• 5

    “Dear Doom”


    Extract from: “Le Tain” (1973)

    The second half of our list of the 10 best rock songs about Ireland begins with one of the greatest Irish rock hits of all time. “Dearg Doom” is a perfect example of Horslips’ fusion of traditional Celtic music and progressive rock. It was the flagship track of ‘The Tain’, the group’s concept album on the Cattle Raid of Cooley, an old Irish legend. The single is about the courage of the mythical hero Cu Chulainn, who is said to have defended Ulster against a huge army at the age of 17. World Cup anthem.

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    “Give Ireland back to the Irish”


    From: Single (1972)

    Lennon may have been the “political” Beatle, but it was Paul McCartney who chose to release this song as the first single from his new band, Wings. Arriving less than a month later, the hard-boogie song was an almost instantaneous reaction to the Bloody Sunday massacre in Northern Ireland on January 30, 1972. McCartney was not only passionate about Irish unity, but his band had an interest. in the case; guitarist Henry McCullough was originally from Northern Ireland. The controversial song was banned in the UK, where it consistently reached No. 16 on the charts. “Give Ireland Back to the Irish” went to # 1 in the Emerald Isle, of course.

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    “Bloody Sunday Sunday”


    Extract from: “Guerre” (1983)

    Bono used to present live performances of “Sunday Bloody Sunday”, with the proclamation “This is not a rebellious song”. Indeed, Larry Mullen Jr.’s militaristic drumbeat runs counter to the lyrics, which describe the events of Bloody Sunday in 1920 and 1972. As such, the song is about the cycle of aimless violence and is a call for unity between Irish Catholics and Protestants. as Christians. “Sunday Bloody Sunday” remains one of U2’s best-known anthems; the band has since dedicated the song to violent tragedies around the world.

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    “Cyprus Avenue”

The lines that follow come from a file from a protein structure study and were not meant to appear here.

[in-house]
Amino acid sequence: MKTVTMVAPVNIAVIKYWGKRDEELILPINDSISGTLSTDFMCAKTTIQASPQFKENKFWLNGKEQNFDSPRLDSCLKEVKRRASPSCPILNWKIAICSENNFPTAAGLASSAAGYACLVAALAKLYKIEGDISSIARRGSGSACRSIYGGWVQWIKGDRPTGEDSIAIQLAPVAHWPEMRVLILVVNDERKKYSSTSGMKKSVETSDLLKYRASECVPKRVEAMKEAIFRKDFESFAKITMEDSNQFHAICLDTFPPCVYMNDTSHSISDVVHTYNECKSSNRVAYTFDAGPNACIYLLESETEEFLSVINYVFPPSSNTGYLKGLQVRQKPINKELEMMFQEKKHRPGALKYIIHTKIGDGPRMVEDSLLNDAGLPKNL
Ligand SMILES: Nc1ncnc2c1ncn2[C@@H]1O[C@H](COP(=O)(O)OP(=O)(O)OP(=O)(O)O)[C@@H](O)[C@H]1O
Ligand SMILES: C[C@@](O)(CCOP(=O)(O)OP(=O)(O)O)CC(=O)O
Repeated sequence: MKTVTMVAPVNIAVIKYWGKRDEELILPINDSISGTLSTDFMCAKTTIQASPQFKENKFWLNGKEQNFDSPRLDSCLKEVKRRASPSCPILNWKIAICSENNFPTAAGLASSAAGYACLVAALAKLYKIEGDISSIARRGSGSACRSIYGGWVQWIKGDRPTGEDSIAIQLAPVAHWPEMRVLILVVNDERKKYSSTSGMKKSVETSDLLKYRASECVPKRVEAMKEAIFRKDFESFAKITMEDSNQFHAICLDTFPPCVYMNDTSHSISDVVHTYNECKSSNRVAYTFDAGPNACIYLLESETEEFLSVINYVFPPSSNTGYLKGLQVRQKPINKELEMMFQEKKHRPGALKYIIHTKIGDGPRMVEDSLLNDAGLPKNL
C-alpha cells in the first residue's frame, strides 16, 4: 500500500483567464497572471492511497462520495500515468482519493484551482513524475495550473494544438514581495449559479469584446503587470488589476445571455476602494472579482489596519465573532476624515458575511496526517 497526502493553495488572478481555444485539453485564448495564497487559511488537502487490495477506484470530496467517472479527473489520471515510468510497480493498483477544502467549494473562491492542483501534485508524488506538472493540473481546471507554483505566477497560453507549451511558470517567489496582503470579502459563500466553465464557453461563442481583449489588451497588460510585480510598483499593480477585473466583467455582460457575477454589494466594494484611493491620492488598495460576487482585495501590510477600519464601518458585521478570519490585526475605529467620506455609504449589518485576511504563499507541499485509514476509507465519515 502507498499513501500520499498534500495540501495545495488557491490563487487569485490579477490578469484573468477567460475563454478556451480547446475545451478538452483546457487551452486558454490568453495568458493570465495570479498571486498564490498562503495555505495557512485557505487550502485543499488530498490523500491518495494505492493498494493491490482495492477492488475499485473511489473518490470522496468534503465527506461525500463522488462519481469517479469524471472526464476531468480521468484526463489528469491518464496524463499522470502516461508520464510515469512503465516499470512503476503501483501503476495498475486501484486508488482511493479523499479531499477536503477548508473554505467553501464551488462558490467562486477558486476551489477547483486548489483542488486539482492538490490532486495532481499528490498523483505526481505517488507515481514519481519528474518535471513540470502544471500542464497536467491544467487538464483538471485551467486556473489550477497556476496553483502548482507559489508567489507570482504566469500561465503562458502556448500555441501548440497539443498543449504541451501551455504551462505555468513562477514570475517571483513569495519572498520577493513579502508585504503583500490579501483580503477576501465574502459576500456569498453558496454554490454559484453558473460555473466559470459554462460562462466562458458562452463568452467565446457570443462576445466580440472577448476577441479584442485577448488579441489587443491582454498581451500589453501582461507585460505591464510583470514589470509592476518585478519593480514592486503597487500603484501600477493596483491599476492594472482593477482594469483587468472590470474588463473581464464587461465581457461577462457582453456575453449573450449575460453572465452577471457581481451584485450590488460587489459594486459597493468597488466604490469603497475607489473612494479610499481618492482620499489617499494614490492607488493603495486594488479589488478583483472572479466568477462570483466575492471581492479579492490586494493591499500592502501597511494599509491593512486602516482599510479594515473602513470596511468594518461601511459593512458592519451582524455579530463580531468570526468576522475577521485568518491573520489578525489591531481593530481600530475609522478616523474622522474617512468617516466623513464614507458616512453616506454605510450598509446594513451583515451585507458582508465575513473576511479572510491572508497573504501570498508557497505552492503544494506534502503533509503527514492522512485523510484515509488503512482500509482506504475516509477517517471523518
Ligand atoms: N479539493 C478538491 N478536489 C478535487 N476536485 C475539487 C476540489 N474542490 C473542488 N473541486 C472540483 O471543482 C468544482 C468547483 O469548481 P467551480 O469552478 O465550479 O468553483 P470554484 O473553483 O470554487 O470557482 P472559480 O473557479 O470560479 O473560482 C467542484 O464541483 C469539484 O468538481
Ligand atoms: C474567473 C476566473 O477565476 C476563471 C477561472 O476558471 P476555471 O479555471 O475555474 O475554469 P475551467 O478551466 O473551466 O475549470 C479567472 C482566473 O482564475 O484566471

Van Morrison

    Extract from: “The Astral Weeks” (1968)

    The centerpiece of Van Morrison’s masterpiece (or one of them anyway), “Cyprus Avenue” floats like a dream as the singer wanders the streets of his teenage years. Van gets “conquered in a car seat»By a vision of this beautiful girl from her past. Cyprus Avenue is a real street in Belfast, Morrison’s hometown; it’s on the other side of the tracks in the poor neighborhoods where he grew up. The seven-minute song is an intoxicating mix of blues, jazz and folk, and memories, daydreams and nightmares. It’s the kind of music that would inspire other songwriters – from Elvis Costello to Bruce Springsteen, both of Irish descent – to look so deeply into their worlds.

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    “Whiskey in the jar”

    Slim Lizzy

    From: Single (1972)

    Phil Lynott and his friends topped the Irish charts for 17 weeks (and our list of the 10 best rock songs about Ireland) with their first hit, a version of the old “Whiskey in the Jar”. The old folk song, which names the mountains of Cork and Kerry, tells the story of a highwayman who robs an English landlord, only to be betrayed by his daughter Molly. As an Irish folk song, it ticks all the boxes – alcohol, violence, sex, tragedy. No wonder it has been played by virtually every Irish musician in history. But the Thin Lizzy version, featuring Eric Bell’s tangy guitar and Lynott’s soulful delivery, has to be the definitive interpretation.